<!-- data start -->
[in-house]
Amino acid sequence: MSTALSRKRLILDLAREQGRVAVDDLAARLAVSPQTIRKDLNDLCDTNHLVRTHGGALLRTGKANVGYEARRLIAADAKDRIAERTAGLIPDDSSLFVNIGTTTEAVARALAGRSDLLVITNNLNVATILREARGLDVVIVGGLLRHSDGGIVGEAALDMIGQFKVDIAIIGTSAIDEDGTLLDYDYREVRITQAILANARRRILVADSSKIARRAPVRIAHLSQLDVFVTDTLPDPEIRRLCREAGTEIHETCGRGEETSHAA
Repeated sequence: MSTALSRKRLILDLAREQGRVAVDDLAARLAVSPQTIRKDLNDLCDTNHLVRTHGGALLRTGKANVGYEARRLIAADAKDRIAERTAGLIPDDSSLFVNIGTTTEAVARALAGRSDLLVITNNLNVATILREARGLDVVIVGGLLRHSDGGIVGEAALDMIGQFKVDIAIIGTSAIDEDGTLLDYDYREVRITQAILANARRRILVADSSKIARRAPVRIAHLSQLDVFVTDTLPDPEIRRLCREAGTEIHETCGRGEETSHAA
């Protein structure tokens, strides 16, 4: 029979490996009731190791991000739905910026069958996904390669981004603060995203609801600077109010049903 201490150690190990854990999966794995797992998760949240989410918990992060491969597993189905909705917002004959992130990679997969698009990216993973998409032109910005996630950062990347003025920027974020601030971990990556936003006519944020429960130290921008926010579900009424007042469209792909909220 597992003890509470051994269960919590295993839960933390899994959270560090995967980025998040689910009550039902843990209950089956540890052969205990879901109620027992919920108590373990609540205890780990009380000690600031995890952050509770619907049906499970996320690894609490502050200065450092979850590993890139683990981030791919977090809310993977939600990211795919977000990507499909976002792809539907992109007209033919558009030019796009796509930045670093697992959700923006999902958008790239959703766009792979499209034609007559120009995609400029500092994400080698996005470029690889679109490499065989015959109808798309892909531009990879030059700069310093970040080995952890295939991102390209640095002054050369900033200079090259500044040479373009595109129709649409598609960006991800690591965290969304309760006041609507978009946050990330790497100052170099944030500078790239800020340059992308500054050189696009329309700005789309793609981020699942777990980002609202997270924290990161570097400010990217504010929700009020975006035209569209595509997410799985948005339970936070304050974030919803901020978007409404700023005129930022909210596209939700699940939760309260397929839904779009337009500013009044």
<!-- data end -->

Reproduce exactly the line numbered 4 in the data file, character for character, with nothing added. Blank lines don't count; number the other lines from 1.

């Protein structure tokens, strides 16, 4: 029979490996009731190791991000739905910026069958996904390669981004603060995203609801600077109010049903 201490150690190990854990999966794995797992998760949240989410918990992060491969597993189905909705917002004959992130990679997969698009990216993973998409032109910005996630950062990347003025920027974020601030971990990556936003006519944020429960130290921008926010579900009424007042469209792909909220 597992003890509470051994269960919590295993839960933390899994959270560090995967980025998040689910009550039902843990209950089956540890052969205990879901109620027992919920108590373990609540205890780990009380000690600031995890952050509770619907049906499970996320690894609490502050200065450092979850590993890139683990981030791919977090809310993977939600990211795919977000990507499909976002792809539907992109007209033919558009030019796009796509930045670093697992959700923006999902958008790239959703766009792979499209034609007559120009995609400029500092994400080698996005470029690889679109490499065989015959109808798309892909531009990879030059700069310093970040080995952890295939991102390209640095002054050369900033200079090259500044040479373009595109129709649409598609960006991800690591965290969304309760006041609507978009946050990330790497100052170099944030500078790239800020340059992308500054050189696009329309700005789309793609981020699942777990980002609202997270924290990161570097400010990217504010929700009020975006035209569209595509997410799985948005339970936070304050974030919803901020978007409404700023005129930022909210596209939700699940939760309260397929839904779009337009500013009044």